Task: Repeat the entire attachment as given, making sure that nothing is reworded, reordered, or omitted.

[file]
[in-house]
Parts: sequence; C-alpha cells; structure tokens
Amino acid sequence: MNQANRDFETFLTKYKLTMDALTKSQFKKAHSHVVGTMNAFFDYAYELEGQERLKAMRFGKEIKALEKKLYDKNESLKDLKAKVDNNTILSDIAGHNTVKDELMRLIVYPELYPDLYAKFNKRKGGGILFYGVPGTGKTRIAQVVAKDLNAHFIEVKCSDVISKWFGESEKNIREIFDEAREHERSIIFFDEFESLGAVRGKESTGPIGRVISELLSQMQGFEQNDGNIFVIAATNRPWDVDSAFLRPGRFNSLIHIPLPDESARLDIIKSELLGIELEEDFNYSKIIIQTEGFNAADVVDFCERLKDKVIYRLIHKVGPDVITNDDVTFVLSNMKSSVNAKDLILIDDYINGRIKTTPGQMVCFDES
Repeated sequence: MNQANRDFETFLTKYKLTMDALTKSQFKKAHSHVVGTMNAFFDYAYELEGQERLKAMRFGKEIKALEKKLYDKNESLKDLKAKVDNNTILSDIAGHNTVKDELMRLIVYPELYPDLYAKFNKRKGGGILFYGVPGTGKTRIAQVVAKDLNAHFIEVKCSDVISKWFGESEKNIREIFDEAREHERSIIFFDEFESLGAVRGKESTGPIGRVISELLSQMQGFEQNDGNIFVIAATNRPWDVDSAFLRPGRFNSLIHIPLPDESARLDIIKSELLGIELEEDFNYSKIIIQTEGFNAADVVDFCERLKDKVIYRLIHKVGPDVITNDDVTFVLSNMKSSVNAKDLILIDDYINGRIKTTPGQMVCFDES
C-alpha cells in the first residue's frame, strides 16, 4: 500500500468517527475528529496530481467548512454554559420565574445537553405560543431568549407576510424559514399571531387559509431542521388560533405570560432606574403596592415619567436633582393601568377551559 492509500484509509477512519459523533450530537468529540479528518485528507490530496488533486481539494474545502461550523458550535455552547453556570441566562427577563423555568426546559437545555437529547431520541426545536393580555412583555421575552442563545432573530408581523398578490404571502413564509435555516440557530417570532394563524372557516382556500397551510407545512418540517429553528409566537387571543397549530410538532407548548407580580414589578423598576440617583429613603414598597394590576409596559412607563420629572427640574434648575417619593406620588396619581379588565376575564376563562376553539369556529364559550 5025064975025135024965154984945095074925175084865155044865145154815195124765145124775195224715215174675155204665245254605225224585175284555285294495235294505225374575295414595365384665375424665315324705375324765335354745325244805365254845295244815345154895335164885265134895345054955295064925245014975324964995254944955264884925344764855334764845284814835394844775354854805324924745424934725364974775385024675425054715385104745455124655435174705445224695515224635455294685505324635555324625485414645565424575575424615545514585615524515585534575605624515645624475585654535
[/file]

[in-house]
Parts: sequence; C-alpha cells; structure tokens
Amino acid sequence: MNQANRDFETFLTKYKLTMDALTKSQFKKAHSHVVGTMNAFFDYAYELEGQERLKAMRFGKEIKALEKKLYDKNESLKDLKAKVDNNTILSDIAGHNTVKDELMRLIVYPELYPDLYAKFNKRKGGGILFYGVPGTGKTRIAQVVAKDLNAHFIEVKCSDVISKWFGESEKNIREIFDEAREHERSIIFFDEFESLGAVRGKESTGPIGRVISELLSQMQGFEQNDGNIFVIAATNRPWDVDSAFLRPGRFNSLIHIPLPDESARLDIIKSELLGIELEEDFNYSKIIIQTEGFNAADVVDFCERLKDKVIYRLIHKVGPDVITNDDVTFVLSNMKSSVNAKDLILIDDYINGRIKTTPGQMVCFDES
Repeated sequence: MNQANRDFETFLTKYKLTMDALTKSQFKKAHSHVVGTMNAFFDYAYELEGQERLKAMRFGKEIKALEKKLYDKNESLKDLKAKVDNNTILSDIAGHNTVKDELMRLIVYPELYPDLYAKFNKRKGGGILFYGVPGTGKTRIAQVVAKDLNAHFIEVKCSDVISKWFGESEKNIREIFDEAREHERSIIFFDEFESLGAVRGKESTGPIGRVISELLSQMQGFEQNDGNIFVIAATNRPWDVDSAFLRPGRFNSLIHIPLPDESARLDIIKSELLGIELEEDFNYSKIIIQTEGFNAADVVDFCERLKDKVIYRLIHKVGPDVITNDDVTFVLSNMKSSVNAKDLILIDDYINGRIKTTPGQMVCFDES
C-alpha cells in the first residue's frame, strides 16, 4: 500500500468517527475528529496530481467548512454554559420565574445537553405560543431568549407576510424559514399571531387559509431542521388560533405570560432606574403596592415619567436633582393601568377551559 492509500484509509477512519459523533450530537468529540479528518485528507490530496488533486481539494474545502461550523458550535455552547453556570441566562427577563423555568426546559437545555437529547431520541426545536393580555412583555421575552442563545432573530408581523398578490404571502413564509435555516440557530417570532394563524372557516382556500397551510407545512418540517429553528409566537387571543397549530410538532407548548407580580414589578423598576440617583429613603414598597394590576409596559412607563420629572427640574434648575417619593406620588396619581379588565376575564376563562376553539369556529364559550 5025064975025135024965154984945095074925175084865155044865145154815195124765145124775195224715215174675155204665245254605225224585175284555285294495235294505225374575295414595365384665375424665315324705375324765335354745325244805365254845295244815345154895335164885265134895345054955295064925245014975324964995254944955264884925344764855334764845284814835394844775354854805324924745424934725364974775385024675425054715385104745455124655435174705445224695515224635455294685505324635555324625485414645565424575575424615545514585615524515585534575605624515645624475585654535